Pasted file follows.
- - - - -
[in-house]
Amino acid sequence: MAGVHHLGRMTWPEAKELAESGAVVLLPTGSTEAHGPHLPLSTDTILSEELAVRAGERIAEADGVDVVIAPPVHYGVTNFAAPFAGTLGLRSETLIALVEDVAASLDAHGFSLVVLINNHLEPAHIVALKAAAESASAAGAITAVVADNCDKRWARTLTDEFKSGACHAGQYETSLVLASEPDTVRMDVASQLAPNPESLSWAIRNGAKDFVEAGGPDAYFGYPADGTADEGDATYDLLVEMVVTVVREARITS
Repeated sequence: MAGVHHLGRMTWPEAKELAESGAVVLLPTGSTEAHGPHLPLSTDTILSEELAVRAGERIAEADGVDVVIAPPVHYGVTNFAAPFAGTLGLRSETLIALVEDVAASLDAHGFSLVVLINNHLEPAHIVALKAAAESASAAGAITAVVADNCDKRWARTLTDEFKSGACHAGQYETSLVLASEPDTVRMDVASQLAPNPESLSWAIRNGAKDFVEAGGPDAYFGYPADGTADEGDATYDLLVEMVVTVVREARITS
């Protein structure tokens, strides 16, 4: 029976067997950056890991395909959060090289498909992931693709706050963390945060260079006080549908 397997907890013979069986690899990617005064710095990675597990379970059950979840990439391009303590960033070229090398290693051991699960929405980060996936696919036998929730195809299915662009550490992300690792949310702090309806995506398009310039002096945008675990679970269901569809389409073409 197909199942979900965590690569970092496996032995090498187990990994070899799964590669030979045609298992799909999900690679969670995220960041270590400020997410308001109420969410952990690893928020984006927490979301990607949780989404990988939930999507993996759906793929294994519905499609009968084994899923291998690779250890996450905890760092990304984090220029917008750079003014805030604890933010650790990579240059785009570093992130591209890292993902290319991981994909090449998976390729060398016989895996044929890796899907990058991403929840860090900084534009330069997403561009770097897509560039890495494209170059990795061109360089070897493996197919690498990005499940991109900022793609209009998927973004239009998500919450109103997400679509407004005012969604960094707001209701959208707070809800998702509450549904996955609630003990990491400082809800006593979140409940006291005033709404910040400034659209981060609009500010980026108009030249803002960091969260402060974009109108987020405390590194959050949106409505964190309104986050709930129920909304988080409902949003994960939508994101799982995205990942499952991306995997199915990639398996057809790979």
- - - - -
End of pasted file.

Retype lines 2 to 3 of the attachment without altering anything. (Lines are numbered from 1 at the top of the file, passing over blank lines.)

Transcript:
Amino acid sequence: MAGVHHLGRMTWPEAKELAESGAVVLLPTGSTEAHGPHLPLSTDTILSEELAVRAGERIAEADGVDVVIAPPVHYGVTNFAAPFAGTLGLRSETLIALVEDVAASLDAHGFSLVVLINNHLEPAHIVALKAAAESASAAGAITAVVADNCDKRWARTLTDEFKSGACHAGQYETSLVLASEPDTVRMDVASQLAPNPESLSWAIRNGAKDFVEAGGPDAYFGYPADGTADEGDATYDLLVEMVVTVVREARITS
Repeated sequence: MAGVHHLGRMTWPEAKELAESGAVVLLPTGSTEAHGPHLPLSTDTILSEELAVRAGERIAEADGVDVVIAPPVHYGVTNFAAPFAGTLGLRSETLIALVEDVAASLDAHGFSLVVLINNHLEPAHIVALKAAAESASAAGAITAVVADNCDKRWARTLTDEFKSGACHAGQYETSLVLASEPDTVRMDVASQLAPNPESLSWAIRNGAKDFVEAGGPDAYFGYPADGTADEGDATYDLLVEMVVTVVREARITS